China has accused Taiwan’s intelligence agencies of using honey traps to recruit university exchange students as spies, in an effort to “infiltrate” and “sabotage” activities on the mainland.
The claim was made as part of a massive state media campaign highlighting the alleged espionage activities of foreign Taiwanese agents.
“(The Taiwanese spies) use money, love, seduction and internet hook-ups to develop spies into mainland China and build the espionage network … It is extremely vicious to use students for espionage,” a report on state media CCTV claimed.
In one alleged example, described in the state-run China Daily, an 18-year-old Chinese exchange student who studied in Taiwan was turned into an informer after entering a sexual relationship with a Taiwanese spy.
“The authorities said that, over three years, the student provided (the spy) with about 100 pieces of information on science and technology related to national defense and was paid about 45,000 yuan,” state media claimed.
Taipei has furiously refuted the allegations, saying Beijing’s accusations would just create “more doubts and misunderstandings” between the two governments.
Beijing views the democratically self-governed island, which has never been controlled by the Communist Party, as part of its territory. Cross-strait tensions have been rising since the election of Taiwan President Tsai Ing-wen in 2016 and Beijing’s subsequent actions towards her government. Tsai’s party has historically been in favor of full Taiwanese independence.
A statement from Taiwan’s Mainland Affairs Council accused Beijing of attempting to stop Chinese students coming to the island to study.
“The mainland wanted to use media propaganda and indiscriminately accuse our people without due process of democracy and the rule of law, which could only arouse more doubts about mainland China’s motives and purposes,” the statement said.
‘Prepare for the worst’
The Chinese state media campaign was featured across at least six different outlets, including both TV and print media.
In one ominous editorial published in the Global Times, China accused Taiwan of jeopardizing cross-strait relations and suggested that “under mounting pressure, the mainland must prepare for the worst.”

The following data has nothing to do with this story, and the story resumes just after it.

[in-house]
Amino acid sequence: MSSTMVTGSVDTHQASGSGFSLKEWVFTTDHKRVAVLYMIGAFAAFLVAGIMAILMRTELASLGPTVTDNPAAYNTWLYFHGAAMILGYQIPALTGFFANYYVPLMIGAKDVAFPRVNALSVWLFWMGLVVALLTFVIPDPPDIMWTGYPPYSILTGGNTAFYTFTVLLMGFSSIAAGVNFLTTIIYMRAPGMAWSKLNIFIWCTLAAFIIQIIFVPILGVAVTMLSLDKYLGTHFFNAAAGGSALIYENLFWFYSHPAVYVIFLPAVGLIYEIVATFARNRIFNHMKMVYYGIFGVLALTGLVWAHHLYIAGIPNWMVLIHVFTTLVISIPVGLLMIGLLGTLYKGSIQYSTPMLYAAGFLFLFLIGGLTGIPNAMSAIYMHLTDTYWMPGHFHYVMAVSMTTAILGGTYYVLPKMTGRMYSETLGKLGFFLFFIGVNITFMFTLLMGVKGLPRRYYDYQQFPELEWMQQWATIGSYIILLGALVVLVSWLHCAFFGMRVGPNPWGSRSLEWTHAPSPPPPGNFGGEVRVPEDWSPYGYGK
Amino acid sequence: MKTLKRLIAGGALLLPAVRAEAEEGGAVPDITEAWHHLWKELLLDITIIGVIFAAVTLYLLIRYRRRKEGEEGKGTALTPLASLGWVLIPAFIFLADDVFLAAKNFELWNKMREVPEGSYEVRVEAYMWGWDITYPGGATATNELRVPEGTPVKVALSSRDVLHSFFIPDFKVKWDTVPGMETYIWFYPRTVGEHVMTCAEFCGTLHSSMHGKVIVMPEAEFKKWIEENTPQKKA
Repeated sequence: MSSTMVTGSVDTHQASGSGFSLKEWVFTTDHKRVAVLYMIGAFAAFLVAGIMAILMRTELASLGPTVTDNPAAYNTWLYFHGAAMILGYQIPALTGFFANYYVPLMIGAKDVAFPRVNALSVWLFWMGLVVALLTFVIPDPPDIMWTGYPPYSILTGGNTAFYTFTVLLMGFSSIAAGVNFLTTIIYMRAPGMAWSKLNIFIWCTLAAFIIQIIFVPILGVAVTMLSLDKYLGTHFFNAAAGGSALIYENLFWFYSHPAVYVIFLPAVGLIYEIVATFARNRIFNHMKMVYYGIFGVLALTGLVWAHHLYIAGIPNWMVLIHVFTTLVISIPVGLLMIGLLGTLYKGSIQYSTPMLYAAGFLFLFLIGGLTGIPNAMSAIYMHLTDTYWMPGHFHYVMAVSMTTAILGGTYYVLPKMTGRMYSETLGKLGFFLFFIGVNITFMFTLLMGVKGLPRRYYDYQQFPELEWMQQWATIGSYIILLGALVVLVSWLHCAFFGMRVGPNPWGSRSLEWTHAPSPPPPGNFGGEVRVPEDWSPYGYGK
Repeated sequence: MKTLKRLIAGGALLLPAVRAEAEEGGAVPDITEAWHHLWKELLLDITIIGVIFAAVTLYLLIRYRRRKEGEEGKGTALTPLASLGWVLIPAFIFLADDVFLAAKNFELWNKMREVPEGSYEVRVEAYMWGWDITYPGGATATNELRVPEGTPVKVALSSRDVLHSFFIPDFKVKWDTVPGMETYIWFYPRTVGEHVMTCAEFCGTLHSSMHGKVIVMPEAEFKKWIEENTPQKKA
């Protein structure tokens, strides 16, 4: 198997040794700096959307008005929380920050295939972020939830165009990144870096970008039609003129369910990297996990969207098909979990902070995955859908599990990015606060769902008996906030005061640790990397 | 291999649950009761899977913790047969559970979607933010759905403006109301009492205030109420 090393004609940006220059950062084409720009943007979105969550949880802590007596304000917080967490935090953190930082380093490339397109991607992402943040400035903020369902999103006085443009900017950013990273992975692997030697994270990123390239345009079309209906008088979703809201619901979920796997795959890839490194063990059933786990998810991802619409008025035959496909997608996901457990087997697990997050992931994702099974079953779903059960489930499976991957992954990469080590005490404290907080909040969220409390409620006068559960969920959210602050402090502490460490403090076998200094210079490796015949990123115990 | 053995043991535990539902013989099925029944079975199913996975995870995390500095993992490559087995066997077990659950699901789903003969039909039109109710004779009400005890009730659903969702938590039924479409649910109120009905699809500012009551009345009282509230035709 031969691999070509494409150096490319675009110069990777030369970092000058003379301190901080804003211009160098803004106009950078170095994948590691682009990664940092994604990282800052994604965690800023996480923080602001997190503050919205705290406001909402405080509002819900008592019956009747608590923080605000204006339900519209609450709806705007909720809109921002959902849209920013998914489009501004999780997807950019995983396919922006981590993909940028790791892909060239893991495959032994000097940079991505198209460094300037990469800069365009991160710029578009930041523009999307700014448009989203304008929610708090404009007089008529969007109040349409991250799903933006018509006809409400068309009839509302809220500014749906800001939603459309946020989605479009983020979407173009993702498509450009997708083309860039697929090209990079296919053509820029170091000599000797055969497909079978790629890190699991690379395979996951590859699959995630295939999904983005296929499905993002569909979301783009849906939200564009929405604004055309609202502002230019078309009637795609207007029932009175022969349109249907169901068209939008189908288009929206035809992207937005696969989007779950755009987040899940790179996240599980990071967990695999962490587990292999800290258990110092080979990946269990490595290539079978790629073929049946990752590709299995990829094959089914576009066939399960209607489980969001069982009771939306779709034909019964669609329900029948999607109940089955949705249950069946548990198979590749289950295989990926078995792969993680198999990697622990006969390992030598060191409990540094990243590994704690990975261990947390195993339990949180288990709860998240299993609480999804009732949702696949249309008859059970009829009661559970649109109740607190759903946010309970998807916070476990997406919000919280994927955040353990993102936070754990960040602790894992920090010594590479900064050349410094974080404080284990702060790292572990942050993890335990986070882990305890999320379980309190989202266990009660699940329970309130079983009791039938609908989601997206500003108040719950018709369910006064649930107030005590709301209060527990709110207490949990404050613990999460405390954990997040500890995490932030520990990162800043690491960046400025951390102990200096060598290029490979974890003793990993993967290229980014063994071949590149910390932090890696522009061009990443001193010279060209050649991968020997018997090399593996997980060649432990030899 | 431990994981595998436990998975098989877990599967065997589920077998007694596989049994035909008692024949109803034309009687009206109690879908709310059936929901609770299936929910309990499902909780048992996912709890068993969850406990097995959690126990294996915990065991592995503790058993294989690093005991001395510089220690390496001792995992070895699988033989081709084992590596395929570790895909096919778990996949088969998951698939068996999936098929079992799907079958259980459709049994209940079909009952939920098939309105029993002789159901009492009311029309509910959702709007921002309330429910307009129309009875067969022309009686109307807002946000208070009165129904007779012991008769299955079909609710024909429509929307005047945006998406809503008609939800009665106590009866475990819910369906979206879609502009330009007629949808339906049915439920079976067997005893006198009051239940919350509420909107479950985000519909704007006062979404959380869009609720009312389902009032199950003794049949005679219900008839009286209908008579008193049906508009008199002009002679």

The editorial added that “those targeted students were supposed to have a promising future. Studying in Taiwan should have been an opportunity to improve themselves. Trapping these young people and ruining their lives, the Taiwan intelligence authorities also committed a moral crime.”
The media blitz, which began on Saturday and continued through into Monday, was part of “Thunderbolt 2018,” a government-led initiative launched by China’s state security department, intended to root out espionage activities, especially those of Taiwan.
The CCTV report was required viewing at workplaces and universities across China, according to notices posted on websites and on bulletin boards.
“All departments are required to organize the teachers and students to watch the news broadcast on September 15 and the interviews on September 15 and 16 … I hope that all teachers and students will be vigilant,” a notice posted to the Chinese University of Petroleum website on Friday said.
Tensions across the Taiwan Strait
Relations between Beijing and Taipei are at their worst point in years, as attitudes on the island have increasingly turned against unification with China and towards full independence.
As well as taking an aggressive attitude towards any suggestion of a change in Taiwan’s current status, Beijing has also offered some carrots to ordinary Taiwanese people. From September 1, Taiwanese citizens were able to apply for residency permits in China, giving them a range of privileges. According to state news agency Xinhua, 22,000 people from Taiwan had applied for the permit in the first week.
At the other end of the scale, in recent months Beijing has worked to force companies across the world — including a large number of international airlines — to stop listing Taiwan as a separate country, by, for example, describing it as part of China (along with Hong Kong and Tibet).
China’s Foreign Ministry has also ramped up a decades-long effort to isolate Taiwan diplomatically, significantly whittling down its list of diplomatic allies over the course of 2018, and the Chinese military has held large-scale live-fire drills in the Taiwan Strait.
“(If) the Chinese see the vulnerability of Taiwan, not getting US support, then they would be thinking about starting scenarios where they would be able to take Taiwan over,” Taiwan Foreign Minister Joseph Wu told CNN in July.